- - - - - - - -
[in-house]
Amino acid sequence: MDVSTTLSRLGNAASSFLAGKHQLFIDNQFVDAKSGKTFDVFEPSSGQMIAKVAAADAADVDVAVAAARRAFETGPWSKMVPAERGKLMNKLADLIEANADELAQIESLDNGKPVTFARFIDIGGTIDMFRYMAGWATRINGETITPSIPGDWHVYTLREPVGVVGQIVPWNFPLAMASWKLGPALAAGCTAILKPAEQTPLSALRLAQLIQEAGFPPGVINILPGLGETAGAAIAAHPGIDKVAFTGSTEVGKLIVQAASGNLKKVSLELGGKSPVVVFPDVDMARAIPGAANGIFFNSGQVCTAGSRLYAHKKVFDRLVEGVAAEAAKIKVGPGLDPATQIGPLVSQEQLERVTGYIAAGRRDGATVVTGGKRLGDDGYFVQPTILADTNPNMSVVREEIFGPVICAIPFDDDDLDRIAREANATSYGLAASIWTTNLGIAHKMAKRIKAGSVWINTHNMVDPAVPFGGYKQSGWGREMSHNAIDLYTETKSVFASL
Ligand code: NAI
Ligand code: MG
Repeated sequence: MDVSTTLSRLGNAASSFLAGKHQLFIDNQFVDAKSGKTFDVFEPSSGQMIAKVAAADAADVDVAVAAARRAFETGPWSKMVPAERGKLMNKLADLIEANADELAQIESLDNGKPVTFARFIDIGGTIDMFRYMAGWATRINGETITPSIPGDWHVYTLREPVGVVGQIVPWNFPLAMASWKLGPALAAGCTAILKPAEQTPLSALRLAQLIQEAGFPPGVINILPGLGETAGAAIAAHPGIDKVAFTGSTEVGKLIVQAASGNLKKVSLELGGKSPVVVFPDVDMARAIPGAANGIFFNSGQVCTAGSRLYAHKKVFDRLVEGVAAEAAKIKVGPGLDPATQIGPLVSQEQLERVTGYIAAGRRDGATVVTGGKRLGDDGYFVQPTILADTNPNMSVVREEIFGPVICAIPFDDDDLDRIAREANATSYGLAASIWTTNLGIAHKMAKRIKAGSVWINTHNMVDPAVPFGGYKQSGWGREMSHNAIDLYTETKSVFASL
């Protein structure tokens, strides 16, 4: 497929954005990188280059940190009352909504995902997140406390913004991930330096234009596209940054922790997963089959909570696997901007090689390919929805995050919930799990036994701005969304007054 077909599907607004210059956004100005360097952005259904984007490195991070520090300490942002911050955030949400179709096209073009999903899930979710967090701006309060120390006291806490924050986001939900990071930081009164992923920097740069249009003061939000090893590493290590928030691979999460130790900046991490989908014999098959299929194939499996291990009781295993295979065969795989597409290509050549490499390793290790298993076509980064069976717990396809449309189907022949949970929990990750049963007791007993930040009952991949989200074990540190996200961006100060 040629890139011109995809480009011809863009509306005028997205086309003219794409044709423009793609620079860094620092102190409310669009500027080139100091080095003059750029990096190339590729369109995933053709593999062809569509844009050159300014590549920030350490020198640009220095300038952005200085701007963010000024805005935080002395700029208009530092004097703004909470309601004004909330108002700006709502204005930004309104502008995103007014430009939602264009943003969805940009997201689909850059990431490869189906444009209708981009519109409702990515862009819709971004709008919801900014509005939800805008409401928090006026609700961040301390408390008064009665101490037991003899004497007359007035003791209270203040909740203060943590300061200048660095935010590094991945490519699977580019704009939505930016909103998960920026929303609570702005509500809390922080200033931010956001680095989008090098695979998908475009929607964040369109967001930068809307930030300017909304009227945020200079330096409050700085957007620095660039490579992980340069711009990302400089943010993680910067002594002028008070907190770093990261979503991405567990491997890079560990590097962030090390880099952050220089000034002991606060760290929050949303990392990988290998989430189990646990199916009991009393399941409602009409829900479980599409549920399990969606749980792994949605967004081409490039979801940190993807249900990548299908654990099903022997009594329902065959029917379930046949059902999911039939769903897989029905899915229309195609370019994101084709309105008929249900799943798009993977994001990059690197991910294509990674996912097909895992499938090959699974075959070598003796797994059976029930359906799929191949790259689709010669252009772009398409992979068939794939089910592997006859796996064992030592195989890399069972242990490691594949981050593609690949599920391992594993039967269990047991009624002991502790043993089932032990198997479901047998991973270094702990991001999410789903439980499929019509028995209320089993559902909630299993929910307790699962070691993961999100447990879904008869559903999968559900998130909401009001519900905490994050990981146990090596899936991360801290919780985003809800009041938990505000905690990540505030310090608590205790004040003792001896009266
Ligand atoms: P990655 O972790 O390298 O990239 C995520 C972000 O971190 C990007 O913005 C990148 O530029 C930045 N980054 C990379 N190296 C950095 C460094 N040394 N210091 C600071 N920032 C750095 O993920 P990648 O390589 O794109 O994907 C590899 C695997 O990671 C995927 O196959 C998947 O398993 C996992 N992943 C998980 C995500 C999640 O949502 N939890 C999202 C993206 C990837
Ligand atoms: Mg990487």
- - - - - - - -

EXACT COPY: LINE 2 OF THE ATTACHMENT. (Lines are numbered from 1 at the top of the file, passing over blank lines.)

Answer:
Amino acid sequence: MDVSTTLSRLGNAASSFLAGKHQLFIDNQFVDAKSGKTFDVFEPSSGQMIAKVAAADAADVDVAVAAARRAFETGPWSKMVPAERGKLMNKLADLIEANADELAQIESLDNGKPVTFARFIDIGGTIDMFRYMAGWATRINGETITPSIPGDWHVYTLREPVGVVGQIVPWNFPLAMASWKLGPALAAGCTAILKPAEQTPLSALRLAQLIQEAGFPPGVINILPGLGETAGAAIAAHPGIDKVAFTGSTEVGKLIVQAASGNLKKVSLELGGKSPVVVFPDVDMARAIPGAANGIFFNSGQVCTAGSRLYAHKKVFDRLVEGVAAEAAKIKVGPGLDPATQIGPLVSQEQLERVTGYIAAGRRDGATVVTGGKRLGDDGYFVQPTILADTNPNMSVVREEIFGPVICAIPFDDDDLDRIAREANATSYGLAASIWTTNLGIAHKMAKRIKAGSVWINTHNMVDPAVPFGGYKQSGWGREMSHNAIDLYTETKSVFASL